Degas and the Dreyfus Affair: A Portrait of the Artist as an Anti-Semite.
Anti-Semitism is a free and total choice of oneself, a comprehensive attitude that one adopts not only toward Jews but toward men in general, toward history and society; it is at one and the same time a passion and a conception of the world.
-- JEAN-PAUL SARTRE, Anti-Semite and Jew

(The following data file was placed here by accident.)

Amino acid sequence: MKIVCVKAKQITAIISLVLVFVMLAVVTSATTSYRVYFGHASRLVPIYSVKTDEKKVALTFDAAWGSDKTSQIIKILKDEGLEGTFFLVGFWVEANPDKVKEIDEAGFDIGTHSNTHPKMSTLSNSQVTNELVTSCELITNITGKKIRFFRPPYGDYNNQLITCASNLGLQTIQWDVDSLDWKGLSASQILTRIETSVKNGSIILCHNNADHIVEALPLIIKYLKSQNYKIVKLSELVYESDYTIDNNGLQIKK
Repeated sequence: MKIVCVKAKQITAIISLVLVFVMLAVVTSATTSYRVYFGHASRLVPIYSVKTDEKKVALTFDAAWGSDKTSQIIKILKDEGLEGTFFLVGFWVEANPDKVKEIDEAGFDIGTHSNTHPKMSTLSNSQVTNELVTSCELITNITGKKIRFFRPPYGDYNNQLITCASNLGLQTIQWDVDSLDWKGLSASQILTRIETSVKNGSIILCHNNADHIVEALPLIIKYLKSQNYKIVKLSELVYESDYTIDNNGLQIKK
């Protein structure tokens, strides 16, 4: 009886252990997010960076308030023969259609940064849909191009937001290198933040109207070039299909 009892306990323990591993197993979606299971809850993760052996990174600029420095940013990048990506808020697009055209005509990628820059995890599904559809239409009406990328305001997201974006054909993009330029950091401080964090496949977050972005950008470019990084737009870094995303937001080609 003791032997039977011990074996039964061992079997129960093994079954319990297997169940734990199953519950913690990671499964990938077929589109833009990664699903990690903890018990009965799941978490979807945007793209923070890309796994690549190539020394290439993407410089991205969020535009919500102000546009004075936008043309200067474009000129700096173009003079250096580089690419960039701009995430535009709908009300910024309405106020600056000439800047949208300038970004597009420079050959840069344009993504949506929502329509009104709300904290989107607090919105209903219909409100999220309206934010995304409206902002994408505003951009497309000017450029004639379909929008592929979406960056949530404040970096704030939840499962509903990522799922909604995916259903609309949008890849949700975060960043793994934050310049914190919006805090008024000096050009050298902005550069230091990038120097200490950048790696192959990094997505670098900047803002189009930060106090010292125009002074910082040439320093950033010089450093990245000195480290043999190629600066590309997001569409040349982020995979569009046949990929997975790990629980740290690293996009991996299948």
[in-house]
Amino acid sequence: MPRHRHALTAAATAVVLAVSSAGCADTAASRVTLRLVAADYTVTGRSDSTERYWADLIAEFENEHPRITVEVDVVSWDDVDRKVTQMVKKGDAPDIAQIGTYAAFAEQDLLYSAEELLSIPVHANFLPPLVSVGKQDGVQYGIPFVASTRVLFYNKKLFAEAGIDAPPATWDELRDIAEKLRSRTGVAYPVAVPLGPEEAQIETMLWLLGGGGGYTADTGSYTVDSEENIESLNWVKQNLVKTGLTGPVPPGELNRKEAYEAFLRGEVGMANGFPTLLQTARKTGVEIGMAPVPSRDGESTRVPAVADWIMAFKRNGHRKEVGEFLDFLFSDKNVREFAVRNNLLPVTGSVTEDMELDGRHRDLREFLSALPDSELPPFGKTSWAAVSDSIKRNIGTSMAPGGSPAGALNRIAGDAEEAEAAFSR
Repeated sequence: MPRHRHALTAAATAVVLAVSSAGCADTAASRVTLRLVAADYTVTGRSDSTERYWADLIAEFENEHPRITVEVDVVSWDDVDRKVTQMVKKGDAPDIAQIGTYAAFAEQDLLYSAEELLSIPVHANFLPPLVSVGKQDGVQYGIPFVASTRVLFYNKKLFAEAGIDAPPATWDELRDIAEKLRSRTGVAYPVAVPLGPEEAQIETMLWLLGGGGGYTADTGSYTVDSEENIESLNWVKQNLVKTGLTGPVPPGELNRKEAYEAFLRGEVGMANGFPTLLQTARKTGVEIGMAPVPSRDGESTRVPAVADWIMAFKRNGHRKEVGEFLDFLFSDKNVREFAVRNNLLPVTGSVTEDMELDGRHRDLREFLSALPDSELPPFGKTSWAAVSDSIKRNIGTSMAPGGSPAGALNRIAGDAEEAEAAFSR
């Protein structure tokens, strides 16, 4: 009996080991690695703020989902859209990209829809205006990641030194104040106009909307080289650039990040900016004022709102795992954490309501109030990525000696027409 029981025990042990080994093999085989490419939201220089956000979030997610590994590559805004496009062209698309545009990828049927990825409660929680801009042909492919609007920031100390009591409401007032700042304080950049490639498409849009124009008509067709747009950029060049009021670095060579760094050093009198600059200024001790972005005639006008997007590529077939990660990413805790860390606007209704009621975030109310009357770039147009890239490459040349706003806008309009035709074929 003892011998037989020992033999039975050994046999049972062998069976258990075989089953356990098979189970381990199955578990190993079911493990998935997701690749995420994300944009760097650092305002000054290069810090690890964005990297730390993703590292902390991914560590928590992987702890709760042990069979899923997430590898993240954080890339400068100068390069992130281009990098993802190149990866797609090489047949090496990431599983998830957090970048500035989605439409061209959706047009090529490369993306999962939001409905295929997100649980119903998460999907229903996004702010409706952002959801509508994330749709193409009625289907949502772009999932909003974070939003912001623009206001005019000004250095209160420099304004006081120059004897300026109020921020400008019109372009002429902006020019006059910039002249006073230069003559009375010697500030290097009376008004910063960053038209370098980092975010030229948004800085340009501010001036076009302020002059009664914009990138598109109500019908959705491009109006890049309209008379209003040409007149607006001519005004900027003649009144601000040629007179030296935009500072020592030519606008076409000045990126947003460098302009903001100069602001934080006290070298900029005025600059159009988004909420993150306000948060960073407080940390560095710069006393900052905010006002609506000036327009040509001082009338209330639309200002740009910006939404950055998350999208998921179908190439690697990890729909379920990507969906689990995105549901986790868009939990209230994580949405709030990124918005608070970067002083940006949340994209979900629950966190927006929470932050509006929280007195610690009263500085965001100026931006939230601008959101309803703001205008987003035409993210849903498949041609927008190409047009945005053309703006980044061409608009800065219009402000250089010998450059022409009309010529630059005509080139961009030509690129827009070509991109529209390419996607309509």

At the time of the Dreyfus Affair, many members of the artistic avantgarde took sides: Monet and Pissarro, with their old friend and supporter Zola, were pro-Dreyfusard, as were the younger radical artists Luce, Signac, and Vallotton and the American Mary Cassatt; Cézanne, Rodin, Renoir, and Degas were anti-Dreyfus. Monet, who had been out of touch with Zola for several years, nevertheless wrote to his old friend two days after the appearance of "J'Accuse" to congratulate him for his valor and his courage; on January 18, Monet signed the so-called Manifesto of the Intellectuals on Dreyfus's behalf.1 Despite the fact that at the outset of the Affair many anarchists were unfavorably disposed toward Dreyfus--an army officer and wealthy to boot--Pissarro, who was an ardent anarchist, nevertheless quickly became convinced of his innocence. He too wrote to Zola after the appearance of "J'Accuse," to congratulate him for his "great courage" and "nobility of . . . character," signing the letter "Your old